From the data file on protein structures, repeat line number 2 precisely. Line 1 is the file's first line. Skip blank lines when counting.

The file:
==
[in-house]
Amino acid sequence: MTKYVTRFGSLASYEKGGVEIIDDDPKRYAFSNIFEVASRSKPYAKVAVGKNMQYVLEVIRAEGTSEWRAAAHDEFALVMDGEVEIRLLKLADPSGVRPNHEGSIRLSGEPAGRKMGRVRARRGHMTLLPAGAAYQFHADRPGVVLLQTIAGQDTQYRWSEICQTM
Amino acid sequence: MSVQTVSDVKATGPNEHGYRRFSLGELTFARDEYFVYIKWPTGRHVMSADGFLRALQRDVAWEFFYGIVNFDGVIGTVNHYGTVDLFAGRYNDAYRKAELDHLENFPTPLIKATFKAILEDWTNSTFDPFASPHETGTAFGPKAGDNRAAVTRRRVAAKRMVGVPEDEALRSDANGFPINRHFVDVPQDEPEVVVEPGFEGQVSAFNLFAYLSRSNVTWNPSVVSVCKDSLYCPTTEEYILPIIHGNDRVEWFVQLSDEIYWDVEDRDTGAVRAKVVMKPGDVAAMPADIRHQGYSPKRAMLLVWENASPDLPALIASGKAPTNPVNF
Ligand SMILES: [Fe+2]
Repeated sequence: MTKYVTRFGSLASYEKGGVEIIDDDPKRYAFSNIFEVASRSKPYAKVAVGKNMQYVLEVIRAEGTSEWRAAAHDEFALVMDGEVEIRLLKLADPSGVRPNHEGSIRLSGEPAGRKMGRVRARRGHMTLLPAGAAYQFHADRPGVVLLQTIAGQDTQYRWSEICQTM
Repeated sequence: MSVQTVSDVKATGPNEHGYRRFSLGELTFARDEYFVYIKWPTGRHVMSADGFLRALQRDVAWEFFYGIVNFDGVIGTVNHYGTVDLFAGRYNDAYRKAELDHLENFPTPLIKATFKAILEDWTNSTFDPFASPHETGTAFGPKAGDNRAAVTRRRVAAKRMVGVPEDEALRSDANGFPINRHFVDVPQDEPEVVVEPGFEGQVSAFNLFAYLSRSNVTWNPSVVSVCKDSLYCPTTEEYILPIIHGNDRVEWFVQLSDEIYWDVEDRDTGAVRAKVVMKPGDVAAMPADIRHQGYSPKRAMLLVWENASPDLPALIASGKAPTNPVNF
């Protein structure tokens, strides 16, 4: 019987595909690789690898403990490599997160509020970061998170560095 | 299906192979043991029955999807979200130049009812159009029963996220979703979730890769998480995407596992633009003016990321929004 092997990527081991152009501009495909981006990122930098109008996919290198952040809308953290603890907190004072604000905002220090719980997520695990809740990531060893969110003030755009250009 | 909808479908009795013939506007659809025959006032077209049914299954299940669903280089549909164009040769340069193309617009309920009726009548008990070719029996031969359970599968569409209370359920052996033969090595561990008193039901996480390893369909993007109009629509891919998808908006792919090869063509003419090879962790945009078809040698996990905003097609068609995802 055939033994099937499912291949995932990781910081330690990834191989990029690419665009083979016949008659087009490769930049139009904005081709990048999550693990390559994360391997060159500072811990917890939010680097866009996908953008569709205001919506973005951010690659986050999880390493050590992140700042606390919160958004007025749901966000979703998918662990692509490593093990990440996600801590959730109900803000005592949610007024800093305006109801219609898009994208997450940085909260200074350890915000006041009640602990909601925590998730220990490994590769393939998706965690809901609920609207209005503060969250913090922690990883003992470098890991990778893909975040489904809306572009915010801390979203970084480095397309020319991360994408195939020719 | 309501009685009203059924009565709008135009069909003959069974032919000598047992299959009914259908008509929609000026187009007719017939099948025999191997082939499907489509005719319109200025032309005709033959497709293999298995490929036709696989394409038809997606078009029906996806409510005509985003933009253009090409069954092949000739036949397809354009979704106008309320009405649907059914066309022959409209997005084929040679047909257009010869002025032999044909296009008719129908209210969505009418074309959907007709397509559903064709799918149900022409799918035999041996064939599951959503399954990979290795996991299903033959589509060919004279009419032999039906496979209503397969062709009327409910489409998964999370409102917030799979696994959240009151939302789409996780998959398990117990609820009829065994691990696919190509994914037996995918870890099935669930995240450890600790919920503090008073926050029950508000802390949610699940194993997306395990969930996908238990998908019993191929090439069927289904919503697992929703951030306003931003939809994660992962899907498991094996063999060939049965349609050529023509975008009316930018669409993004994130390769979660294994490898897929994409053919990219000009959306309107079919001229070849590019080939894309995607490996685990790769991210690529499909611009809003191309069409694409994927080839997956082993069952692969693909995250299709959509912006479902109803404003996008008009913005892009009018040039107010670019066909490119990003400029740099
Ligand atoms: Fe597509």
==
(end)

Amino acid sequence: MTKYVTRFGSLASYEKGGVEIIDDDPKRYAFSNIFEVASRSKPYAKVAVGKNMQYVLEVIRAEGTSEWRAAAHDEFALVMDGEVEIRLLKLADPSGVRPNHEGSIRLSGEPAGRKMGRVRARRGHMTLLPAGAAYQFHADRPGVVLLQTIAGQDTQYRWSEICQTM